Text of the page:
Tell your people that it's their responsibility to "flag up" any potential bottlenecks in a project. For example, if one team member's work depends on someone else completing a task, make sure that they alert you and chase the other person up if there is any delay. This will help to prevent a "victim" from allowing the delay to become a serious problem that she can blame on someone else.
Also, give your team members effective feedback. Use these one-on-one meetings to discuss any support and training needs that they might have. This means that a "victim" cannot claim that you haven't offered or provided the tools that she needs to do her job.
Step 7: Encourage Personal Accountability
Urge your people to accept personal accountability for the outcomes of their choices or actions. For example, give each of them, including the "victim," a small project to complete, and tell them that they are responsible for completing the task, and for overcoming any challenges or problems that arise. The buck stops with them.
If he can successfully accept responsibility in this safe environment, it will help to build trust between you. This win will help to build his self-respect and your trust in him. Let him know that, even if he can't control every circumstance, you expect him to control his reaction to adversity and to overcome it.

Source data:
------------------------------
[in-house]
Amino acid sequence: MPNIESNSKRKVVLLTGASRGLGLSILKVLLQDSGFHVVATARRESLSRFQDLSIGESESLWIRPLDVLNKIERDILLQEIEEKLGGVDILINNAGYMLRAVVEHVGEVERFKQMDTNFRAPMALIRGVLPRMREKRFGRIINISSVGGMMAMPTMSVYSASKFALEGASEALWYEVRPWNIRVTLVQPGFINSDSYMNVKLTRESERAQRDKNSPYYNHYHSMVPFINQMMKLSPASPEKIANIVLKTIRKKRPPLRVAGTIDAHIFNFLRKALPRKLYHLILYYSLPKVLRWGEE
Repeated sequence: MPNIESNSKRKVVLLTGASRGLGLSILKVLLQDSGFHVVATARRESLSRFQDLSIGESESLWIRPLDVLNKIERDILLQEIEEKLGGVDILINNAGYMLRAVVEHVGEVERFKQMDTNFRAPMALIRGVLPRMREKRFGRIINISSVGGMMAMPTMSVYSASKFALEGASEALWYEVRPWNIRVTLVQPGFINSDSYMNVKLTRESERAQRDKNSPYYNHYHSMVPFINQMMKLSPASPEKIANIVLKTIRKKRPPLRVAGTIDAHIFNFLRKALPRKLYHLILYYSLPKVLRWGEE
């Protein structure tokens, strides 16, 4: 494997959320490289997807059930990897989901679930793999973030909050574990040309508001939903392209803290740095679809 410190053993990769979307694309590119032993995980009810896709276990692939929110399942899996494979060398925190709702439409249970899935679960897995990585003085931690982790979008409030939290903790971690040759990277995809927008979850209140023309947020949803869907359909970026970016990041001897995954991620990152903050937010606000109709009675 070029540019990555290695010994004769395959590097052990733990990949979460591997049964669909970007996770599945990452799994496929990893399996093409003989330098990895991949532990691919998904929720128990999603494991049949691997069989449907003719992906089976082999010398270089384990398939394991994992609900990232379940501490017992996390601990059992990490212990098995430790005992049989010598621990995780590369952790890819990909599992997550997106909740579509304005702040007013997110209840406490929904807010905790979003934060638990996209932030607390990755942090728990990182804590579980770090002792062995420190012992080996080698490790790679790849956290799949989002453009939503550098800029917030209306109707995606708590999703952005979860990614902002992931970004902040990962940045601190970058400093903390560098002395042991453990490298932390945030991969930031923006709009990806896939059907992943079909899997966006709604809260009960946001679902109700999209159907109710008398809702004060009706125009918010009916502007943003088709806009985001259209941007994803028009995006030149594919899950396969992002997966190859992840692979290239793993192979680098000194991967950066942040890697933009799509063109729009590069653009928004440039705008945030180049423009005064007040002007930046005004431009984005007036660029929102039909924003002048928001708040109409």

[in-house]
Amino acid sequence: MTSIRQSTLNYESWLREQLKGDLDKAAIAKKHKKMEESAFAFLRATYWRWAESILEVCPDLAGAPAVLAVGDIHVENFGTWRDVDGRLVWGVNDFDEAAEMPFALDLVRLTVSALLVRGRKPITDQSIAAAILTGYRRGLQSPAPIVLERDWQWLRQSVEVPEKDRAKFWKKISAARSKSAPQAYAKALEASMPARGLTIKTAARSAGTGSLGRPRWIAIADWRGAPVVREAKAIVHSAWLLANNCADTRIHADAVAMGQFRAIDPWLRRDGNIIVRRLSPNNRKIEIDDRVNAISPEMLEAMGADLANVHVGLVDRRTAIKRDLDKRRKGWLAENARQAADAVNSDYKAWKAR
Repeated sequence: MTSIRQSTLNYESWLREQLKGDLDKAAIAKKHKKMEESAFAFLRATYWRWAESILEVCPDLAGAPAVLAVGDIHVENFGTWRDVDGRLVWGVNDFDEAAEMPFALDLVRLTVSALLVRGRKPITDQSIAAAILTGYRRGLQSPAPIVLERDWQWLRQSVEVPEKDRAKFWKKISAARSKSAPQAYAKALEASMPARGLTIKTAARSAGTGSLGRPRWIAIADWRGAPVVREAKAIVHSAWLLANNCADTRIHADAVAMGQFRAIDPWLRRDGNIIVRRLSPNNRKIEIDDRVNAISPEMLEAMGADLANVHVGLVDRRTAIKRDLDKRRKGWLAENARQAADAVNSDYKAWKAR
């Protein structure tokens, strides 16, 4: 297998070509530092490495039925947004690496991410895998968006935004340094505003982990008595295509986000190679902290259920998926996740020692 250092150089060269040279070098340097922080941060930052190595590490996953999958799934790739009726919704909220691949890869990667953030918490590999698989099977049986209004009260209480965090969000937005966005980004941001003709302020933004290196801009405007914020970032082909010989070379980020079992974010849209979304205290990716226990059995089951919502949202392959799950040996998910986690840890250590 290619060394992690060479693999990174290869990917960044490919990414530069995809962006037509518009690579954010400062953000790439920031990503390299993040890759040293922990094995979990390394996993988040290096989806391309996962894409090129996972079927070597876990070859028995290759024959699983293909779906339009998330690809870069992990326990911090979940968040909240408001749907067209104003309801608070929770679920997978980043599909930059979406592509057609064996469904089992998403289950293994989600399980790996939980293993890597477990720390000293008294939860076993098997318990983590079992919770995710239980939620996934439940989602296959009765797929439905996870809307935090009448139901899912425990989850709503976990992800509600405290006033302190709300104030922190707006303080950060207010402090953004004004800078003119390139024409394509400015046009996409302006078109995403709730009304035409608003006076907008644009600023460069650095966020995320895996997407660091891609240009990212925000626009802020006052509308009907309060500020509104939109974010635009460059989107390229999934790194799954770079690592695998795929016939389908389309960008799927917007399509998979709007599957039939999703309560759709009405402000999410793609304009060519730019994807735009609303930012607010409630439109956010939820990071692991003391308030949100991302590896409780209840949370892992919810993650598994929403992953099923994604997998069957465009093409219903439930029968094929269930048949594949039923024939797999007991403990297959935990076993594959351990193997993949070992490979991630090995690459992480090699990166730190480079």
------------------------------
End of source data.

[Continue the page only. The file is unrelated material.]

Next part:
Encourage him to see it as an opportunity to demonstrate that he's ready for more responsibility. Make it clear that he isn't being set up for failure, as he's unlikely to view such experiences in a positive light.
Make this an ongoing process rather than a one-off exercise, to help reinforce his acceptance of personal accountability. As he progresses, you can increase the size of these projects, or give him projects with greater levels of responsibility.
Step 8: Don't Let Standards Fall
If she continues to miss deadlines and targets, or her behavior proves too damaging to the team's wellbeing or productivity, it may be necessary to begin disciplinary proceedings or to issue a formal warning. Continue to involve an HR representative in all of your meetings and discussions. Having an objective third party present to listen, mediate and take notes can help to discourage false accusations or claims of victimization at a later date.
If performance or behavioral issues continue without any sign of improvement, be prepared to say "enough is enough." You owe it to the rest of your team, and to your organization, to act promptly and not to get involved in a long drawn-out conflict.
People with a victim mentality believe that all of their ills and misfortunes can be blamed on someone or something else. Their endless dramas and excuses can be damaging for team morale and productivity, and need to be dealt with swiftly and effectively.
But it's important to avoid any accusations of discrimination, bullying or unfair treatment. So involve HR as soon as you believe that you are dealing with someone with a victim mentality. Keeping a detailed record of your interactions with a "victim" can also help with this.
You can also use team-building exercises to increase trust and engagement within your team, but don't let perceived injustices excuse poor performance or negative behavior.